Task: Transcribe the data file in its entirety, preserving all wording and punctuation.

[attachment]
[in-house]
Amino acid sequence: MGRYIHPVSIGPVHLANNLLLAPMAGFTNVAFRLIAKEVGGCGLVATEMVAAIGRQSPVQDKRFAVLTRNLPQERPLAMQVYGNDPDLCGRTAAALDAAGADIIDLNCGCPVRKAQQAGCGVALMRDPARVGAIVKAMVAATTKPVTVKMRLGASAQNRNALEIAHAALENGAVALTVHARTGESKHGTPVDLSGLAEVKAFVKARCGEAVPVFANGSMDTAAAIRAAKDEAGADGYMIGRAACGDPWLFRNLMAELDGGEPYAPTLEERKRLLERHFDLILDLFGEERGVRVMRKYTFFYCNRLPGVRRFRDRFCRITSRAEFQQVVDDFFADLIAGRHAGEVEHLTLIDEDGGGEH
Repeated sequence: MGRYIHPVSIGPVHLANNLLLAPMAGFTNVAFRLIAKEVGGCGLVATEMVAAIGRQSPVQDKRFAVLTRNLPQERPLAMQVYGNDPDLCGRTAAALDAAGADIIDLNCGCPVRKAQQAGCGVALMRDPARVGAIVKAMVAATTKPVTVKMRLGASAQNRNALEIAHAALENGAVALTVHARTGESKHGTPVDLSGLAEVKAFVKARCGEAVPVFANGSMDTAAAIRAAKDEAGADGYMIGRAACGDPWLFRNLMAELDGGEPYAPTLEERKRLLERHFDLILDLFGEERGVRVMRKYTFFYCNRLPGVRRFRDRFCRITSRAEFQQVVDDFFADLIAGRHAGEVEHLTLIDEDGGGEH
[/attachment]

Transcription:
[in-house]
Amino acid sequence: MGRYIHPVSIGPVHLANNLLLAPMAGFTNVAFRLIAKEVGGCGLVATEMVAAIGRQSPVQDKRFAVLTRNLPQERPLAMQVYGNDPDLCGRTAAALDAAGADIIDLNCGCPVRKAQQAGCGVALMRDPARVGAIVKAMVAATTKPVTVKMRLGASAQNRNALEIAHAALENGAVALTVHARTGESKHGTPVDLSGLAEVKAFVKARCGEAVPVFANGSMDTAAAIRAAKDEAGADGYMIGRAACGDPWLFRNLMAELDGGEPYAPTLEERKRLLERHFDLILDLFGEERGVRVMRKYTFFYCNRLPGVRRFRDRFCRITSRAEFQQVVDDFFADLIAGRHAGEVEHLTLIDEDGGGEH
Repeated sequence: MGRYIHPVSIGPVHLANNLLLAPMAGFTNVAFRLIAKEVGGCGLVATEMVAAIGRQSPVQDKRFAVLTRNLPQERPLAMQVYGNDPDLCGRTAAALDAAGADIIDLNCGCPVRKAQQAGCGVALMRDPARVGAIVKAMVAATTKPVTVKMRLGASAQNRNALEIAHAALENGAVALTVHARTGESKHGTPVDLSGLAEVKAFVKARCGEAVPVFANGSMDTAAAIRAAKDEAGADGYMIGRAACGDPWLFRNLMAELDGGEPYAPTLEERKRLLERHFDLILDLFGEERGVRVMRKYTFFYCNRLPGVRRFRDRFCRITSRAEFQQVVDDFFADLIAGRHAGEVEHLTLIDEDGGGEH